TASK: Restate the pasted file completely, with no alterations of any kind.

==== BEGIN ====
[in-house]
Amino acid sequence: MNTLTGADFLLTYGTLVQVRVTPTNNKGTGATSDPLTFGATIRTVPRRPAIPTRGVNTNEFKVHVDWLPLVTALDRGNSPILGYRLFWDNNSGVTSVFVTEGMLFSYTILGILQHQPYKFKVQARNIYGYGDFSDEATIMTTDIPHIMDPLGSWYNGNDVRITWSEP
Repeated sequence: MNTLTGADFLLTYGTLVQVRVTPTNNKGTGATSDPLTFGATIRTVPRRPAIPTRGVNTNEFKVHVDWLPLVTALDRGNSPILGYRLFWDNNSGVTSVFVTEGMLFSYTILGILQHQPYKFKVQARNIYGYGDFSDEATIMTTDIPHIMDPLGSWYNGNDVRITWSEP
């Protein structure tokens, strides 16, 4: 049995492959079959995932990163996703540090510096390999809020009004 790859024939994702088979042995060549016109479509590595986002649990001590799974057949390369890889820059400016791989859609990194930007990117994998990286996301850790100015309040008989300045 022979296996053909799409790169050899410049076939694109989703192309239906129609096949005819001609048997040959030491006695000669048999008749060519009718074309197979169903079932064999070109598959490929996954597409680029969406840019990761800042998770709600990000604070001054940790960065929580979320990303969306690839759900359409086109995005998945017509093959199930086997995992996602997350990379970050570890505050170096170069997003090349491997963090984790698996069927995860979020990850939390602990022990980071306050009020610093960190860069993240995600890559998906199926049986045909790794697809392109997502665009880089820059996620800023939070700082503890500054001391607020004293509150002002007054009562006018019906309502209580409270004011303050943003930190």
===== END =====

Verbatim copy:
[in-house]
Amino acid sequence: MNTLTGADFLLTYGTLVQVRVTPTNNKGTGATSDPLTFGATIRTVPRRPAIPTRGVNTNEFKVHVDWLPLVTALDRGNSPILGYRLFWDNNSGVTSVFVTEGMLFSYTILGILQHQPYKFKVQARNIYGYGDFSDEATIMTTDIPHIMDPLGSWYNGNDVRITWSEP
Repeated sequence: MNTLTGADFLLTYGTLVQVRVTPTNNKGTGATSDPLTFGATIRTVPRRPAIPTRGVNTNEFKVHVDWLPLVTALDRGNSPILGYRLFWDNNSGVTSVFVTEGMLFSYTILGILQHQPYKFKVQARNIYGYGDFSDEATIMTTDIPHIMDPLGSWYNGNDVRITWSEP
């Protein structure tokens, strides 16, 4: 049995492959079959995932990163996703540090510096390999809020009004 790859024939994702088979042995060549016109479509590595986002649990001590799974057949390369890889820059400016791989859609990194930007990117994998990286996301850790100015309040008989300045 022979296996053909799409790169050899410049076939694109989703192309239906129609096949005819001609048997040959030491006695000669048999008749060519009718074309197979169903079932064999070109598959490929996954597409680029969406840019990761800042998770709600990000604070001054940790960065929580979320990303969306690839759900359409086109995005998945017509093959199930086997995992996602997350990379970050570890505050170096170069997003090349491997963090984790698996069927995860979020990850939390602990022990980071306050009020610093960190860069993240995600890559998906199926049986045909790794697809392109997502665009880089820059996620800023939070700082503890500054001391607020004293509150002002007054009562006018019906309502209580409270004011303050943003930190």